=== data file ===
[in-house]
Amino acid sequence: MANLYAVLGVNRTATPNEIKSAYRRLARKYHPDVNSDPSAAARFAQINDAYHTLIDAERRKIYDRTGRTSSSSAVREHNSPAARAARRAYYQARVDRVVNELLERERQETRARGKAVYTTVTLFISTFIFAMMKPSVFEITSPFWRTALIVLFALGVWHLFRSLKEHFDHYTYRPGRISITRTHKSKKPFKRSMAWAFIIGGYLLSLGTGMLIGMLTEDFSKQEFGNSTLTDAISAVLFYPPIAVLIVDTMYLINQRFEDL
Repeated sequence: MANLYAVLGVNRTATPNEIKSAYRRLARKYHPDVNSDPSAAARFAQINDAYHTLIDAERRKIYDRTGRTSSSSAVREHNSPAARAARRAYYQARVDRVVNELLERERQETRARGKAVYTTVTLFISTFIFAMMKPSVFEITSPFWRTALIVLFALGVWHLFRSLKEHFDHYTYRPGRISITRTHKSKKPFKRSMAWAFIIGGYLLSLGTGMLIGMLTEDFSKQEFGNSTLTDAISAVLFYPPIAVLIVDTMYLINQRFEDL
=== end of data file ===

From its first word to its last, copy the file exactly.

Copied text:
[in-house]
Amino acid sequence: MANLYAVLGVNRTATPNEIKSAYRRLARKYHPDVNSDPSAAARFAQINDAYHTLIDAERRKIYDRTGRTSSSSAVREHNSPAARAARRAYYQARVDRVVNELLERERQETRARGKAVYTTVTLFISTFIFAMMKPSVFEITSPFWRTALIVLFALGVWHLFRSLKEHFDHYTYRPGRISITRTHKSKKPFKRSMAWAFIIGGYLLSLGTGMLIGMLTEDFSKQEFGNSTLTDAISAVLFYPPIAVLIVDTMYLINQRFEDL
Repeated sequence: MANLYAVLGVNRTATPNEIKSAYRRLARKYHPDVNSDPSAAARFAQINDAYHTLIDAERRKIYDRTGRTSSSSAVREHNSPAARAARRAYYQARVDRVVNELLERERQETRARGKAVYTTVTLFISTFIFAMMKPSVFEITSPFWRTALIVLFALGVWHLFRSLKEHFDHYTYRPGRISITRTHKSKKPFKRSMAWAFIIGGYLLSLGTGMLIGMLTEDFSKQEFGNSTLTDAISAVLFYPPIAVLIVDTMYLINQRFEDL